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Monday, January 6, 2014

The Other Room

I sit down at the table to eat. It's past 1 and I'm starving. I don't know what my glucose number is; my meter is upstairs. I take a bite. I don't want to go up and get it. Pretty soon my lunch is gone. I left my diabetes in the other room.

I'm snuggled under a blanket. Snow is falling outside, piling high against the window. Flames flicker and dance in the fireplace as the heat warms my frozen toes. I hear a faint buzz from the other room. My CGM is telling me something: too high, too low, dropping, rising. I don't listen. I left my diabetes in the other room.

We're gathered around the table, 6 friends enjoying each other's company and a delicious dinner. The waitress asks if we want dessert. A slice of giant chocolate layer cake is served with 6 forks. I take one and dig in, savoring each rich bite. Chocolate cake, chocolate frosting, raspberry sauce. I left my diabetes in the other room.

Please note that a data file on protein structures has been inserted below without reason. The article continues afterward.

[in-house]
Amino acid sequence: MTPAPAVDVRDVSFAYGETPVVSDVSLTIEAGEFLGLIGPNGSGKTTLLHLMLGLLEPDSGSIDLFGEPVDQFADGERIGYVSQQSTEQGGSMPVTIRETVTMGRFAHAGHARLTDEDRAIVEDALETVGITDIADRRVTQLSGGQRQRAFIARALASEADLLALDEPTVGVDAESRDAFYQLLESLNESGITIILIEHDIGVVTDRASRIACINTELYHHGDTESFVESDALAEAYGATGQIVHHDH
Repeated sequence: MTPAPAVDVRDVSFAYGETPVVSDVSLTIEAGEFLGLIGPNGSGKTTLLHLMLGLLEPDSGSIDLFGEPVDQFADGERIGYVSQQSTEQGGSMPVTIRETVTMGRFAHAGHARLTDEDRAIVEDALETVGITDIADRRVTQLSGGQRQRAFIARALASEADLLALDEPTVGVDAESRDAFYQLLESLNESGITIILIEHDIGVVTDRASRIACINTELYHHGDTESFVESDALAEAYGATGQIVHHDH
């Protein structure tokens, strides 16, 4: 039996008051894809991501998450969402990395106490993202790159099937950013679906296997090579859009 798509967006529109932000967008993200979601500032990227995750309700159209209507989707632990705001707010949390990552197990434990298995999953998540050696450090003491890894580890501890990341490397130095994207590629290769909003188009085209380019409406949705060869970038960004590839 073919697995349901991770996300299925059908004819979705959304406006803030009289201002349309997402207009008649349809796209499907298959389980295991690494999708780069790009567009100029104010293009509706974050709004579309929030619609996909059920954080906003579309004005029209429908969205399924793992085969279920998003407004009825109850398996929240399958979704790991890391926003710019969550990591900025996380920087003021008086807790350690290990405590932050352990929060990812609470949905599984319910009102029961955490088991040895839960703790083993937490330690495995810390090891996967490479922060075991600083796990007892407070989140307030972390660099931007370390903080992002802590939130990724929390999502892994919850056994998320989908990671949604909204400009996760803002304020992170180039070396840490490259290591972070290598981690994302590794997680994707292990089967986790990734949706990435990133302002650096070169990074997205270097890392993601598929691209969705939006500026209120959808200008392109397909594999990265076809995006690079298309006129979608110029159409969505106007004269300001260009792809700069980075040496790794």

My pump lays on top of a pile of crumpled clothes. I'm untethered, liberated, disconnected. I jump into the pool. I left my diabetes in the room.

I'm in a meeting, staring at the computer projection on the screen. The words are there, but I can't make sense of them. My head feels heavy, my hands shaky. My CGM is back at my desk. I left my diabetes in the other room.

Didn't I? 

My heart rate quickens, my hands get clammy. I can't think straight. I'm getting dizzy.

I didn't leave it. I can't leave it.

It's always here.








4 comments:

  1. Every once in a while I go a few hours without thinking about diabetes and it's like a miracle. But you're right that you can't leave it in the other room for long. Very nice post.

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  2. Occasionally I ignore my diabetes too (it's so draining!) - but you're right, it's always here. Very relate-able post. Thank you.

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  3. Great post. I dont have a pump, but often am too lazy to check my levels or take my injection, or jsut simply choose to ignore it. It catches up fast though. x

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